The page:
With stamped and approved plans in place, using 50-foot long SZ-21 sheeting with four sets of the MD Brace rings, the requirement changed. “After multiple revisions, over the course of a year, it was finally decided that the design would be based on groundwater level at 17-feet below grade,” added Calcara. “This project combined almost every difficult issue that can impact a shoring pit; depth (40-feet), building surcharges, deflection concerns, very strict clearance requirements retention of groundwater and poor soils.”
“Going from full depth dewatering to having water at a depth of 17-feet was a huge change in the project for us,” noted Parker. “We had to change everything on the project; the sheets changed to 50-foot long SZ-27 sheets with a sealant on them. The number of MD Brace rings stayed the same, but two additional cut and weld rings was required at the bottom of the system, one of which was a sacrificial ring.”
“From an engineering standpoint, I cannot say enough about DH Charles,” Armstrong stated. “When the project conditions changed or a problem arose, we had an answer on how to proceed the next day without any project time lost.”
With the final shoring design submitted and approved, the project was able to break ground, under tight time constraints. “All material was on site when it was promised” noted Morrow.
The success of this project relied on constant communication between all parties. “Parker and myself were proactive as a team, which allowed us to stay ahead of the project and to have an overall smooth project (from an engineering stand point), added Calcara.
“From GME’s stand point, we wanted to give Superior Construction the closest thing we could to a turnkey operation,” mentioned Parker. “That meant, not only did GME source the sheets needed for the system, we had an installation consultant onsite to instruct them on installation and removal of the system just as we do with our slide rail shoring system.”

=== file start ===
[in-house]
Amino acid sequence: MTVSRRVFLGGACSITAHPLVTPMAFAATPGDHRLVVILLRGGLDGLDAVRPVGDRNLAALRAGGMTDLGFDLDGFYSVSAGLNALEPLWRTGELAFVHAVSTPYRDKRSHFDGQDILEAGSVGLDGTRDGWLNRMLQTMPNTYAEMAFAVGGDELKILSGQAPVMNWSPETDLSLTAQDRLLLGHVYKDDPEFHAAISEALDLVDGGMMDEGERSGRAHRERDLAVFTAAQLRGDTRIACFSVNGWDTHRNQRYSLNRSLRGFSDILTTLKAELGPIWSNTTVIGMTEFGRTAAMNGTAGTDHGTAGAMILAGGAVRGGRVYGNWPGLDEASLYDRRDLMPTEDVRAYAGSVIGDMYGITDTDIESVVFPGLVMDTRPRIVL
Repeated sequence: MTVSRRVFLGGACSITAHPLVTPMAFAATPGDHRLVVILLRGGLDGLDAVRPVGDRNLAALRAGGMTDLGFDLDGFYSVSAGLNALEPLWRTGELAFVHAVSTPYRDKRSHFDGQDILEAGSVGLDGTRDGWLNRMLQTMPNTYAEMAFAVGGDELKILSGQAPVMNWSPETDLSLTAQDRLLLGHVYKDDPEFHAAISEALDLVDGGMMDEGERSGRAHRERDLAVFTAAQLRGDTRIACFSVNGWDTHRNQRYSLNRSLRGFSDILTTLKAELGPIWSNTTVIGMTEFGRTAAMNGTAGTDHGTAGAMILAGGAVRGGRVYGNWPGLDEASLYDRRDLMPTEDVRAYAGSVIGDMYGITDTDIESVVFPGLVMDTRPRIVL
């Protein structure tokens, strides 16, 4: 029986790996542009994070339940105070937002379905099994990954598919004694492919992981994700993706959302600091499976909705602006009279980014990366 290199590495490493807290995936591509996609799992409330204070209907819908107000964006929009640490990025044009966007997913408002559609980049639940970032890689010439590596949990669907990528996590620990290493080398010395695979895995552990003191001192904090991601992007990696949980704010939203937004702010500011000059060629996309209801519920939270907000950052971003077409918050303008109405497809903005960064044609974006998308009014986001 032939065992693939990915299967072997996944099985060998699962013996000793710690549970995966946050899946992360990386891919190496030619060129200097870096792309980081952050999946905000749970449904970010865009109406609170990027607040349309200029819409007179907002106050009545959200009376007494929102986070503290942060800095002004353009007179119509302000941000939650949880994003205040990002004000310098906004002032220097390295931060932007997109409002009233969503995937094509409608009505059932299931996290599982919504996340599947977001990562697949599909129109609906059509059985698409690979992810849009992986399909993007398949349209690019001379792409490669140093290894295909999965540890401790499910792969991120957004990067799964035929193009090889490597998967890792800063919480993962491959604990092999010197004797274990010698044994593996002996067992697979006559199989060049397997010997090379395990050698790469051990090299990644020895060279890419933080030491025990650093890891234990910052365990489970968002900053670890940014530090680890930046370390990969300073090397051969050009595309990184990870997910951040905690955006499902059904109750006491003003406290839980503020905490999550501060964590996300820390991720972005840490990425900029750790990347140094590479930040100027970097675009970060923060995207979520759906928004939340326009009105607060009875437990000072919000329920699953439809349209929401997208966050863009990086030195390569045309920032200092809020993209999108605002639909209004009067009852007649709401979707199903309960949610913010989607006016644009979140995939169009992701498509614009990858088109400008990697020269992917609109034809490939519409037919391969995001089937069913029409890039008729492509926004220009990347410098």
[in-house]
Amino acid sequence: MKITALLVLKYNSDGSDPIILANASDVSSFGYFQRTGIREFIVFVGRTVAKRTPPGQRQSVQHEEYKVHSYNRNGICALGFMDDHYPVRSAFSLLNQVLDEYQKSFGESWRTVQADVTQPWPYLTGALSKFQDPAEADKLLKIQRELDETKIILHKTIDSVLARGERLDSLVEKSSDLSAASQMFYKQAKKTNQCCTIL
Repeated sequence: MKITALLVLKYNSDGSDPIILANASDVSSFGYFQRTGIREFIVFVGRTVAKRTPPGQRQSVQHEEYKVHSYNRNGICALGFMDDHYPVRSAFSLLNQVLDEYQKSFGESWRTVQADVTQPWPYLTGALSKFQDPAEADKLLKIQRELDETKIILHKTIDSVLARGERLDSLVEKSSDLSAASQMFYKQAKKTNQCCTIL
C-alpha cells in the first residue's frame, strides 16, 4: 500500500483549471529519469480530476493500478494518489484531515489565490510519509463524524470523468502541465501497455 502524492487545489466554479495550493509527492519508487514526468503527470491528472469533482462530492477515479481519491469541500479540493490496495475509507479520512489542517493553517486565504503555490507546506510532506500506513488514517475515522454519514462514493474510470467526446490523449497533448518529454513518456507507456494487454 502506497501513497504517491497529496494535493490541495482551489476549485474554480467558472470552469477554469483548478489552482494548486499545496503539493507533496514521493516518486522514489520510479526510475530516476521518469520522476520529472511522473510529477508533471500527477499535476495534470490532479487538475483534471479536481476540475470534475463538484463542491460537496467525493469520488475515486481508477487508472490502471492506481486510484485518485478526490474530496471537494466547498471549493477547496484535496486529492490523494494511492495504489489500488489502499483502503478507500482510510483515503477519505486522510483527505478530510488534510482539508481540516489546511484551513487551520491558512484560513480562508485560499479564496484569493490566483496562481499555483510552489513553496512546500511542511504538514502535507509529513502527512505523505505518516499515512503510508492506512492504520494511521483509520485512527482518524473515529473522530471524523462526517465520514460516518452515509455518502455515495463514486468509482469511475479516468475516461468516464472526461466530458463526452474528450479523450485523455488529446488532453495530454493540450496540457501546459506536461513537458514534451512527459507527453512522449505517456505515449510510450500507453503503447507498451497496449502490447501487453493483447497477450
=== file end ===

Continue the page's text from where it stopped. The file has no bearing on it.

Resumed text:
“Being there for the first full week of installation and consulting with them on the removal of the system, proved to be a great learning experience,” added Benjamin Sybesma, assistant slide rail manager for GME and the installation consultant on site. “There proved to be many obstacles throughout this job, but through hard work and persistent communication, GME and Superior Construction were able to work through it and produce an excellent and safe shoring project.”
“Having the GME installation consultant on site was a big thing,” commented Armstrong. “Having that built in was a key for the overall safety of the site and the people around the site.”
Access to the site was another minor obstacle that had to be overcome. Since the project was taking place inside an active refinery, space was limited. The excavating was done by a John Deere 350 excavator and an 85 D mini-excavator. All other equipment needed for the site had to be lifted over a 70-foot tall by 30-foot wide wall by a crane.
With the project commencing under tight time constraints, one thing stood out about the system: the flexibility of the MD Brace system. This was the first time that Superior Construction had used a system like the MD Brace, so there was a small learning curve. However, by using the MD Brace system, Superior Construction was able to gain some advantages over using a traditional beam and cut process with sheet pile. “With the MD Brace, we didn’t have to worry about welding or the exposure involved with trying to place beams”, added Armstrong. “That allowed us to save a lot of labor time”.
“Being a hydraulic system, [the MD Brace] provided an extra level of protection to the adjacent structures by actively pushing against the sheets, and minimizing potential movement,” noted Calcara.
FOR MORE INFO:
GME, (800) 248-2054, www.gme-shields.com
Jacobs Engineering, www.jacobs.com
DH Charles Engineering Inc., (707) 537-8282, charlesengineering.com
Superior Construction Co. Inc., (219) 886-3728, www.superior-constructions.com